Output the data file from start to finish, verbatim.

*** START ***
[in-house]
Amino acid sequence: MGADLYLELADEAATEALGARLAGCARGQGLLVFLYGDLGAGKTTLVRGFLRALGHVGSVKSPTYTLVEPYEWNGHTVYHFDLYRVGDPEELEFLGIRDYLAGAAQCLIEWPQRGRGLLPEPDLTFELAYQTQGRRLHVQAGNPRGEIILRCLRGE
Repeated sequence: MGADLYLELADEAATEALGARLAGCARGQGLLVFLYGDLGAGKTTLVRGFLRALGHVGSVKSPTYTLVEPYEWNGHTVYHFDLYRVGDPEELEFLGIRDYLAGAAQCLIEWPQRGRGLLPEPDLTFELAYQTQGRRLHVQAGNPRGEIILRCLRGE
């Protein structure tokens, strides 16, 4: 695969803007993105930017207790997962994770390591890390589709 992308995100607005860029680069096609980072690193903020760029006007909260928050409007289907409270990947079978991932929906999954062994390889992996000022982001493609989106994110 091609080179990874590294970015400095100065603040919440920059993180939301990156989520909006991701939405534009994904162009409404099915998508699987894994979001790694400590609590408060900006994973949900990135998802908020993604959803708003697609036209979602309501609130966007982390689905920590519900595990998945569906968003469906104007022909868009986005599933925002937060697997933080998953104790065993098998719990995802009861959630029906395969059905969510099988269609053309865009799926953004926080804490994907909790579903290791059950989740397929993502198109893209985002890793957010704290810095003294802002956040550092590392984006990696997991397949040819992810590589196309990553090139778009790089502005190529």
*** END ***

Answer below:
[in-house]
Amino acid sequence: MGADLYLELADEAATEALGARLAGCARGQGLLVFLYGDLGAGKTTLVRGFLRALGHVGSVKSPTYTLVEPYEWNGHTVYHFDLYRVGDPEELEFLGIRDYLAGAAQCLIEWPQRGRGLLPEPDLTFELAYQTQGRRLHVQAGNPRGEIILRCLRGE
Repeated sequence: MGADLYLELADEAATEALGARLAGCARGQGLLVFLYGDLGAGKTTLVRGFLRALGHVGSVKSPTYTLVEPYEWNGHTVYHFDLYRVGDPEELEFLGIRDYLAGAAQCLIEWPQRGRGLLPEPDLTFELAYQTQGRRLHVQAGNPRGEIILRCLRGE
């Protein structure tokens, strides 16, 4: 695969803007993105930017207790997962994770390591890390589709 992308995100607005860029680069096609980072690193903020760029006007909260928050409007289907409270990947079978991932929906999954062994390889992996000022982001493609989106994110 091609080179990874590294970015400095100065603040919440920059993180939301990156989520909006991701939405534009994904162009409404099915998508699987894994979001790694400590609590408060900006994973949900990135998802908020993604959803708003697609036209979602309501609130966007982390689905920590519900595990998945569906968003469906104007022909868009986005599933925002937060697997933080998953104790065993098998719990995802009861959630029906395969059905969510099988269609053309865009799926953004926080804490994907909790579903290791059950989740397929993502198109893209985002890793957010704290810095003294802002956040550092590392984006990696997991397949040819992810590589196309990553090139778009790089502005190529």